The Girls Scouts of the United States of America are celebrating their 100th anniversary this week, and that has gotten some local women thinking about their days in the Scouts.
Havre City Councilwoman Bonnie Parenteau recalls the fun she had as a Girl Scout all through elementary and high school.
It was a time when the Girl Scouts were changing, She recalls as a youngster one her fellow Scouts quit because the troop was involved in domestic pursuits, and she wanted to go camping like the Boy Scouts.
But later on, she said, the girls had a lot of fun camping.
For as long as she was in Scouting in the 1970s, she recalls, girls wore skirts. Eventually, many switched to pantsuits.
Mostly, she recalls learning to work as a team and having fun at it.
They made frequent trips to Canada, even in the day when many roads north of the border were not paved. They had joint projects with the Girl Guides, the Canadian version of the Girl Scouts.
Bake sales were held to raise funds for good projects, and the annual Girl Scout cookie sales were fun and profitable.
"But they used to have just four kinds of cookies, not as many as today," she said.
While they were in high school, the Havre area Scouts took a weeklong summer trip to Tioga, N.D., where they were at a house that worked with young people with disadvantaged backgrounds.
It was a valuable experience, she said.
"We didn't get much sleep, we stayed up most of the night," she said. "Maybe you better not put that in," she said laughing, "My mother might read this."
Ashley Wimmer-Barsness responded to a Havre Daily News Facebook request for Girl Scout recollections.
She recalls having "many fantastic memories from being in the Girl Scouts."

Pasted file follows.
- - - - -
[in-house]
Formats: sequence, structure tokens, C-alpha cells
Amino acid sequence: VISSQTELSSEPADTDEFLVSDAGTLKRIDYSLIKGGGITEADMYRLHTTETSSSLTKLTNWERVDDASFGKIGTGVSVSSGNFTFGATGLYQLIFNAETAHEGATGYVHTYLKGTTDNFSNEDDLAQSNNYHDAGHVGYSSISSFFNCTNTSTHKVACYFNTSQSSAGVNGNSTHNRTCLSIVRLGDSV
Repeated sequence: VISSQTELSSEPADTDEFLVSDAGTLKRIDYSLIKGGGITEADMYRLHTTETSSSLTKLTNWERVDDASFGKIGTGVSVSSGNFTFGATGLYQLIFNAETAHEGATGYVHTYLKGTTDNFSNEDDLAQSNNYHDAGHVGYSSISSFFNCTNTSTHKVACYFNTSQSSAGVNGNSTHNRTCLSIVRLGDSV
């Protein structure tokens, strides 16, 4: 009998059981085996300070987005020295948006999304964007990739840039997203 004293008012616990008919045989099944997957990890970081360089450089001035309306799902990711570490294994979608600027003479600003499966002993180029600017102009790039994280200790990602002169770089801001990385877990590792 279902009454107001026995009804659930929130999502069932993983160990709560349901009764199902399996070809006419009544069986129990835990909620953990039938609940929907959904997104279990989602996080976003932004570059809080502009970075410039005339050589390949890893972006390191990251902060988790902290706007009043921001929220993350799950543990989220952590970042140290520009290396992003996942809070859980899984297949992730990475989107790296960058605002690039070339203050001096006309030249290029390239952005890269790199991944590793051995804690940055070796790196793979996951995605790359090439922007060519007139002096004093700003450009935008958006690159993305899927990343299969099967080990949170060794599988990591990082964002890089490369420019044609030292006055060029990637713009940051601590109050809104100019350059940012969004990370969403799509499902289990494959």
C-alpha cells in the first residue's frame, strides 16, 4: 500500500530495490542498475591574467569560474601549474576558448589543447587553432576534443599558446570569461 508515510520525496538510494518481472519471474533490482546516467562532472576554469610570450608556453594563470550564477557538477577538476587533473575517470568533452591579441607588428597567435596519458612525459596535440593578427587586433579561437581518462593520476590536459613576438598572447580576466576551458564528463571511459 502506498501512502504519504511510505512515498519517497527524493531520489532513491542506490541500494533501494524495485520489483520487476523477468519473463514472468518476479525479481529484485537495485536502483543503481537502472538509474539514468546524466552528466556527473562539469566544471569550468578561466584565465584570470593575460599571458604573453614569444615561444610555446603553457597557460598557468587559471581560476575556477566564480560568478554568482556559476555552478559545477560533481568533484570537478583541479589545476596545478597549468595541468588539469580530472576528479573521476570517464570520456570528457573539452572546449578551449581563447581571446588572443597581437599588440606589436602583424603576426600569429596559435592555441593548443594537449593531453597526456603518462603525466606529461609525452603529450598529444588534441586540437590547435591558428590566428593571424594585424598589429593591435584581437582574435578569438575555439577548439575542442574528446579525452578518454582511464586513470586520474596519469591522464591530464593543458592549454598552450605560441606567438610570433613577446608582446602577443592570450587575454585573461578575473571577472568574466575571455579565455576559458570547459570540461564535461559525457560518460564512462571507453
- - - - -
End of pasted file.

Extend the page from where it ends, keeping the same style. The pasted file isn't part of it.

Her mother was a Scout leader "which made it tougher but also a whole lot more enjoyable!"
One of her most enjoyable episodes was what she called "our epic cookie debacle."
"Our troop leaders had placed the orders for the cookies as they did every year, but somehow we managed to get dozens of extra boxes delivered. Living in Malta, a very small town and (having) sold to nearly everyone, we didn't know what we were going to do! We couldn't send them back, as we had gotten them quite later than anticipated and we had already set up multiple booths throughout the cookie selling weeks.
"So what did our little ingenious minds do? We set up a pizza party/barbeque with music from girls parents and food provided from our local store's donations and friends and family?" wrote Wimmer-Barsness
"The admittance... buying three boxes of cookies for adults and two for children. Needless to say all the boxes got sold and we got to pick much better prizes from our booklet that is sent out every year based on your cookie sales, so what could of been a complete disaster turned into one of the most memorable times of my girl scouting experience."